But, it’s important to note that full supply chain visibility using GS1 Standards does not happen overnight. It takes time — even years — for all supply chain partners to fully implement and leverage standards, technological capabilities, workforce training, and other factors necessary for full traceability to be realized. So, as the industry moves at lightning speed, there is no time to waste when it comes to implementing standards.
Food Online: How does data synchronization help enhance transparency?
Fernandez: For more than 10 years, the Global Data Synchronization Network (GDSN) has been an important piece of the GS1 System of Standards. The role of GDSN is to help ensure data is shared between trading partners in accordance with GS1 Standards and connects the physical flow of goods and services to the flow of information. With the GDSN, food manufacturers, distributors, retailers, and operators have access to the same continuously refreshed data.
The GDSN allows for the continuous sharing of product information, such as package measurements, nutrients, ingredients, allergens, and whether the food is gluten-free, Kosher, Halal, vegan, or organic. These are claims that have risen in importance to consumers, as well as trading partners, who are ultimately looking to share more complete product information to increase sales. In May, the GDSN Major Release 3.0 will be rolled out in response to industry needs. This update is designed to eliminate current inefficiencies with data exchange and enhance speed-to-market to help companies keep pace with today’s business environment.
Food Online: What are food manufacturers doing to ensure they are sharing quality data?
Fernandez: Food manufacturers are prioritizing data quality improvement because of the need to seamlessly share product information with their trading partners and consumers. There is a huge opportunity for companies to more fully leverage data analytics and consumer-generated insights to create the optimal customer experience. Supply chain stakeholders need to first work on foundational supply chain data and the processes that govern it in order to take that next step toward improved consumer engagement via actionable data.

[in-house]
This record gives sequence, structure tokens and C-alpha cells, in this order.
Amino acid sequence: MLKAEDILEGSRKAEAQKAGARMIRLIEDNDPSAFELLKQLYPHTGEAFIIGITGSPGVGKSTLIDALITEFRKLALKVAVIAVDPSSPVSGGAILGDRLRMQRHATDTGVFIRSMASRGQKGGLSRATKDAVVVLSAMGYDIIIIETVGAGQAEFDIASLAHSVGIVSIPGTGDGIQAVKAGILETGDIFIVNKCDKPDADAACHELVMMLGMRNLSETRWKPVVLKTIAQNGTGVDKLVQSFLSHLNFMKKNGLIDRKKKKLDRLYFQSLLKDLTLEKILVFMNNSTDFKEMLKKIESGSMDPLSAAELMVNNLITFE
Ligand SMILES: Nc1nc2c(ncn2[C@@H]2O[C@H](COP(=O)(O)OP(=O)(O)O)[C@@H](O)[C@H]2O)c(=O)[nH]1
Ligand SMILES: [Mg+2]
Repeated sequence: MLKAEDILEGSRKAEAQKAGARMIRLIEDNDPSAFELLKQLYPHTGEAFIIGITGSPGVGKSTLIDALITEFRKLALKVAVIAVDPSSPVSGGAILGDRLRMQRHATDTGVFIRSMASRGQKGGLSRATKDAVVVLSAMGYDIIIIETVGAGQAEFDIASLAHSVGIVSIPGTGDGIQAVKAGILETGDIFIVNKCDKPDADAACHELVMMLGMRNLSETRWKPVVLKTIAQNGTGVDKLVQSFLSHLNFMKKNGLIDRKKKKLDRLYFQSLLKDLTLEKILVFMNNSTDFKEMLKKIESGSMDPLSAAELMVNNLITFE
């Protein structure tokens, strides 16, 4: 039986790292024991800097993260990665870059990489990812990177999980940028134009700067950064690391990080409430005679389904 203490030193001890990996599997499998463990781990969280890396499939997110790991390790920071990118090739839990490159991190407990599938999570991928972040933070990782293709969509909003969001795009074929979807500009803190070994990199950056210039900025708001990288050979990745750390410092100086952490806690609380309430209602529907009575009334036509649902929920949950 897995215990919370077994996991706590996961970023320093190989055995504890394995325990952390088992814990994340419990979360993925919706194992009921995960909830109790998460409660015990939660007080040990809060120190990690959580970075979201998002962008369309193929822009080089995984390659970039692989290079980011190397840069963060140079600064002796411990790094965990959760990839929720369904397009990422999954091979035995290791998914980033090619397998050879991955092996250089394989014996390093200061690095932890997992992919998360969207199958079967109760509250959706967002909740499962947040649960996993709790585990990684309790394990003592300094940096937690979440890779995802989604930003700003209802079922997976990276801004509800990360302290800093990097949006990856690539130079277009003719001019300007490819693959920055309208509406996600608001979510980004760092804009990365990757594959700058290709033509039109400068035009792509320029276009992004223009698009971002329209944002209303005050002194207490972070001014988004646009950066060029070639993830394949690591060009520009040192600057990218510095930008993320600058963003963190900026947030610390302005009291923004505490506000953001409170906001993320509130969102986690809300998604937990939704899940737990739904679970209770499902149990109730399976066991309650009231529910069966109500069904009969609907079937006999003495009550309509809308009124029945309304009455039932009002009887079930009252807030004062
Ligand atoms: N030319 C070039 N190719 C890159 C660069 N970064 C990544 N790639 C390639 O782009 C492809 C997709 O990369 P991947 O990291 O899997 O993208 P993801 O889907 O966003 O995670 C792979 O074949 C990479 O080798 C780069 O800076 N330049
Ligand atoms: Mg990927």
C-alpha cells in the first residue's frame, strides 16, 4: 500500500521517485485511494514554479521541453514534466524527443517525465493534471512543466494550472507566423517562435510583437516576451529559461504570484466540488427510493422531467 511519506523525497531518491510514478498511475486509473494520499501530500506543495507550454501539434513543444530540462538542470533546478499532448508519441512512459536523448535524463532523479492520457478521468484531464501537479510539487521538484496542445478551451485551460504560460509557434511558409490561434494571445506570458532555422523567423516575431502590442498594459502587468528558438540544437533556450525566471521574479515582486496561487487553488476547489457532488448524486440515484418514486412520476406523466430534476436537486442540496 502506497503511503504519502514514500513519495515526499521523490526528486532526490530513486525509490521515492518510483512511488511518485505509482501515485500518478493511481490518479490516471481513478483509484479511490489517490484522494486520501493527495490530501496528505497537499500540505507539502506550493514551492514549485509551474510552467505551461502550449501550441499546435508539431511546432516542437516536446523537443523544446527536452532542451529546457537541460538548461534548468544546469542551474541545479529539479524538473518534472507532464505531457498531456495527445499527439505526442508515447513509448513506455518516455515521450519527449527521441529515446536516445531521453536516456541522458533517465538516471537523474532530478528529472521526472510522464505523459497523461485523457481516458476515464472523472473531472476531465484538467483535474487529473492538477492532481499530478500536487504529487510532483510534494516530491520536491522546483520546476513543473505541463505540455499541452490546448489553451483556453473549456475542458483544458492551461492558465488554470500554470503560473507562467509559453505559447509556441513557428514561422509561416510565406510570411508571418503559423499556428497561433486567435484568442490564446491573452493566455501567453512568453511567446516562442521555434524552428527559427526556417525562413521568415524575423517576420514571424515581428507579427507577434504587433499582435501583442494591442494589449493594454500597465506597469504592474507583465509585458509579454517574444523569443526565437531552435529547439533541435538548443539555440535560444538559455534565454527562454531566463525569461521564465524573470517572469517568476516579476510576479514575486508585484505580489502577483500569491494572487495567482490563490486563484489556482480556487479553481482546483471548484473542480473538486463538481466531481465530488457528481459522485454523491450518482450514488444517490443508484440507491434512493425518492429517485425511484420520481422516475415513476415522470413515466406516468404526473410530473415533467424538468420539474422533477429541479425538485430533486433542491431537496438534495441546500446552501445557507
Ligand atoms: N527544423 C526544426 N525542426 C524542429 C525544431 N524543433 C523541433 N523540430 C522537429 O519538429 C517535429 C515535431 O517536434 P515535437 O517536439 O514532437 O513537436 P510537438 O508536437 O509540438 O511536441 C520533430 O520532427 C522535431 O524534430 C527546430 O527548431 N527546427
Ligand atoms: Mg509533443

Best practices on improving data quality are being developed through the GS1 U.S. National Data Quality Program. As part of the program, a manufacturer can take action to rid themselves of the same old vicious cycle of data inaccuracies. Leveraging data quality effectively not only allows businesses to share rich product data amongst each other, it also delivers on the consumer’s expectation of trustworthy and consistent information.
Food Online: Does a transparent supply chain mean a safer supply chain?
Fernandez: “Transparent” does not always equal “safe,” as the supply chain is only one piece of the overall picture of food safety. For example, proper store cleanliness procedures (HACCP procedures) are critical to ensuring food safety and these issues can occur independently of traceability or transparency programs. But, once an issue is identified, you need to locate or isolate product, traceability is the tool to do it.
It really all comes down to improving consumer confidence in food. There is more work to be done to give consumers the information they want in a consistent format. It will take tremendous collaboration among businesses, trade associations, industry groups, and regulatory agencies to achieve that clearer view. Manufacturers, distributors, retailers, as well as solution providers, need to join together to fully implement the standards and best practices that can enable the next phase of the industry’s evolution.